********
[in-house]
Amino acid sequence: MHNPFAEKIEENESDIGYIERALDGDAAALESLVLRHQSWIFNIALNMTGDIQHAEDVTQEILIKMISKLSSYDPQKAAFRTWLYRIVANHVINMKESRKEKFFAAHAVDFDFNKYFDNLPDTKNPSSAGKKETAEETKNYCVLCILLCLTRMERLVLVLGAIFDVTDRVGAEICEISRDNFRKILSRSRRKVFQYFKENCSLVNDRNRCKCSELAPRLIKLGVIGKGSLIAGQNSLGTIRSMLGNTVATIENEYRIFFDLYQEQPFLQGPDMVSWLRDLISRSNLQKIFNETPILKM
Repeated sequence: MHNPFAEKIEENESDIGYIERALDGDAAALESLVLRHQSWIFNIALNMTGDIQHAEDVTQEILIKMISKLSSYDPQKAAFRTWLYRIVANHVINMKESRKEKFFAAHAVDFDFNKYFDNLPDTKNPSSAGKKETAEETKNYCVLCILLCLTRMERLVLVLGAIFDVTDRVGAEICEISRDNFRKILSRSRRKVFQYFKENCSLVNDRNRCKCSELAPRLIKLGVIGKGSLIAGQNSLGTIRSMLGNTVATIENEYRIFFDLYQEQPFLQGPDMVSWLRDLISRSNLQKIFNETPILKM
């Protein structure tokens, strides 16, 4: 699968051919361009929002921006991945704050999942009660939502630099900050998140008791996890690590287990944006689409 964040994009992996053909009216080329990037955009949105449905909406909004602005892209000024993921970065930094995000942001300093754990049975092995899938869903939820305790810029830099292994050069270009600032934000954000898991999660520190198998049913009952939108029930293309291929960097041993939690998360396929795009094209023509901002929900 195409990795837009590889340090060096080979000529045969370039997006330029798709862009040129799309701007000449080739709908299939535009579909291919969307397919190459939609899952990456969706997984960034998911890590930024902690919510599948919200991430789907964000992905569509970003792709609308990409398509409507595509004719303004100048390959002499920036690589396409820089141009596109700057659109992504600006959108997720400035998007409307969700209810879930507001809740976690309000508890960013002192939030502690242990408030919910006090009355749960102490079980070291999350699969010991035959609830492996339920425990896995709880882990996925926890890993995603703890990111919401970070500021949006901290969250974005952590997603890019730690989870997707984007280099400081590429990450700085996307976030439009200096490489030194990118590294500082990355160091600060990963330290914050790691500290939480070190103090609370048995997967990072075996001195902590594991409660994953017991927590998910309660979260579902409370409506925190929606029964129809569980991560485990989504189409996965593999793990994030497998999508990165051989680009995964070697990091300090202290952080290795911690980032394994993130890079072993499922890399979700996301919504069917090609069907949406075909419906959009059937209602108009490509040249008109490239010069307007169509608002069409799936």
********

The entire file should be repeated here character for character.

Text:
[in-house]
Amino acid sequence: MHNPFAEKIEENESDIGYIERALDGDAAALESLVLRHQSWIFNIALNMTGDIQHAEDVTQEILIKMISKLSSYDPQKAAFRTWLYRIVANHVINMKESRKEKFFAAHAVDFDFNKYFDNLPDTKNPSSAGKKETAEETKNYCVLCILLCLTRMERLVLVLGAIFDVTDRVGAEICEISRDNFRKILSRSRRKVFQYFKENCSLVNDRNRCKCSELAPRLIKLGVIGKGSLIAGQNSLGTIRSMLGNTVATIENEYRIFFDLYQEQPFLQGPDMVSWLRDLISRSNLQKIFNETPILKM
Repeated sequence: MHNPFAEKIEENESDIGYIERALDGDAAALESLVLRHQSWIFNIALNMTGDIQHAEDVTQEILIKMISKLSSYDPQKAAFRTWLYRIVANHVINMKESRKEKFFAAHAVDFDFNKYFDNLPDTKNPSSAGKKETAEETKNYCVLCILLCLTRMERLVLVLGAIFDVTDRVGAEICEISRDNFRKILSRSRRKVFQYFKENCSLVNDRNRCKCSELAPRLIKLGVIGKGSLIAGQNSLGTIRSMLGNTVATIENEYRIFFDLYQEQPFLQGPDMVSWLRDLISRSNLQKIFNETPILKM
């Protein structure tokens, strides 16, 4: 699968051919361009929002921006991945704050999942009660939502630099900050998140008791996890690590287990944006689409 964040994009992996053909009216080329990037955009949105449905909406909004602005892209000024993921970065930094995000942001300093754990049975092995899938869903939820305790810029830099292994050069270009600032934000954000898991999660520190198998049913009952939108029930293309291929960097041993939690998360396929795009094209023509901002929900 195409990795837009590889340090060096080979000529045969370039997006330029798709862009040129799309701007000449080739709908299939535009579909291919969307397919190459939609899952990456969706997984960034998911890590930024902690919510599948919200991430789907964000992905569509970003792709609308990409398509409507595509004719303004100048390959002499920036690589396409820089141009596109700057659109992504600006959108997720400035998007409307969700209810879930507001809740976690309000508890960013002192939030502690242990408030919910006090009355749960102490079980070291999350699969010991035959609830492996339920425990896995709880882990996925926890890993995603703890990111919401970070500021949006901290969250974005952590997603890019730690989870997707984007280099400081590429990450700085996307976030439009200096490489030194990118590294500082990355160091600060990963330290914050790691500290939480070190103090609370048995997967990072075996001195902590594991409660994953017991927590998910309660979260579902409370409506925190929606029964129809569980991560485990989504189409996965593999793990994030497998999508990165051989680009995964070697990091300090202290952080290795911690980032394994993130890079072993499922890399979700996301919504069917090609069907949406075909419906959009059937209602108009490509040249008109490239010069307007169509608002069409799936």